ELAM® is a core program of the Institute for Women's Health and Leadership® at Drexel University College of Medicine, Philadelphia, PA.
The ELAM Program
Drexel University College of Medicine
2900 West Queen Lane
Philadelphia, PA 19129
Pay It Forward
When I walked through the doors of ELAM as a fellow in the fall of 2002, I had no clue how much the program would carry me through the turmoil of changing medical school leadership, the politics of organizational change and health care management, and my own job transitions. I just wanted to be a more effective educational leader in my role as associate dean and to survive the political games around me. As it turns out, my job as I knew it didn't survive. But I did. In fact, I am thriving as a leader serving leaders in academic medicine, dentistry, and public health. I, like many of you, now find myself in a position to "pay it forward" to the future of ELAM.
Wikipedia tells us that the concept of "paying it forward" was described in a play in 317 BC; it then appeared in print in 1916 when Lily Hardy Hammond wrote in her book, In the Garden of Delight, "You don't pay love back, you pay it forward." The phrase was made famous in the 2000 film by the same name. It describes a special kind of reciprocity in which, instead of returning a favor with a favor or with payment, one takes the kindness or service forward to others. The story led to the creation of the Pay It Forward Foundation - a global organization that disseminates information to encourage the principle ….to do something for three people, who do for three others. In 2003, my ELAM Learning Community incorporated concepts of networking and weaving support for each other into our name, The Netweavers. Imagine my surprise to discover that the president of the Pay it Forward Foundation is a man who founded a website based on reciprocity and called NetWeaving International. In fact, the site even has an aptitude assessment for different ways of giving.
That ELAM safety net of skills, colleagues, and opportunity played a major role in my leaving an institution where I had built an academic career over 20 years, moving to a new place, and reinventing myself with new challenges. While my classmates, and particularly those of us known as the Netweavers Learning Community, never would have predicted that the woman who loved waking up to mountain vistas would find herself living in Washington D.C. and Philadelphia directing this magnificent ELAM program, it suits me very well. My role as ELAM director allows me to contribute to creating a more inclusive and adaptive culture one fellow at a time, to ply my skill as an educator for the benefit of the nation's academic leaders, and to share what we have learned with a host of leaders around the world. I find myself blessed with a fair salary, meaningful challenges, emerging leaders who wish to be mentored, a happy home life (yes, this commuting arrangement between family in D.C. and work in Philadelphia works for me) and good health. I am absolutely in a position to "pay it forward" to future generations of leaders – especially ELAM fellows, the institutional leaders who support them, and the ELAM alumnae who are changing the face and nature of academic medicine, dentistry, and public health.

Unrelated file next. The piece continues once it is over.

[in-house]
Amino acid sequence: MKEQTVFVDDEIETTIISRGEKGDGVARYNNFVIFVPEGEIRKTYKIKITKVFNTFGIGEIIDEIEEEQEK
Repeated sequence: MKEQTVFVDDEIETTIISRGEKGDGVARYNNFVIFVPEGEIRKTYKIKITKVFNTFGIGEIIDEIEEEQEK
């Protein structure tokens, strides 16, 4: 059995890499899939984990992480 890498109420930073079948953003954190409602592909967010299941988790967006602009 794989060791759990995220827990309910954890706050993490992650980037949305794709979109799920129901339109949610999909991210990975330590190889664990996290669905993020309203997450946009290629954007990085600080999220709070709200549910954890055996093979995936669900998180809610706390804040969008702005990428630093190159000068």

Why is giving to the ELAM community paying forward and not paying back? That's simple. Recall who it was that paid for your ELAM participation. For almost everyone, your registration fee and your expenses came from an institutional or departmental budget in the school that sponsored your fellowship. You gave up time, a little ego, and put in a lot of effort to get the most out of our fellowship. ELAM offered the program at cost (always has and continues to do so) with an expectation that you would "give back" by being the most effective leader you could under whatever circumstances you find yourself. There is no obligation to give back to the community, the faculty, or the staff that made so many wonderful things happen for you. However, if we wish to make a difference beyond the fellowship year, we will need to pay it forward through acts of mentoring, support of other women for positions and awards, and opening our accounts to contribute to the giving accounts that support us as alumnae.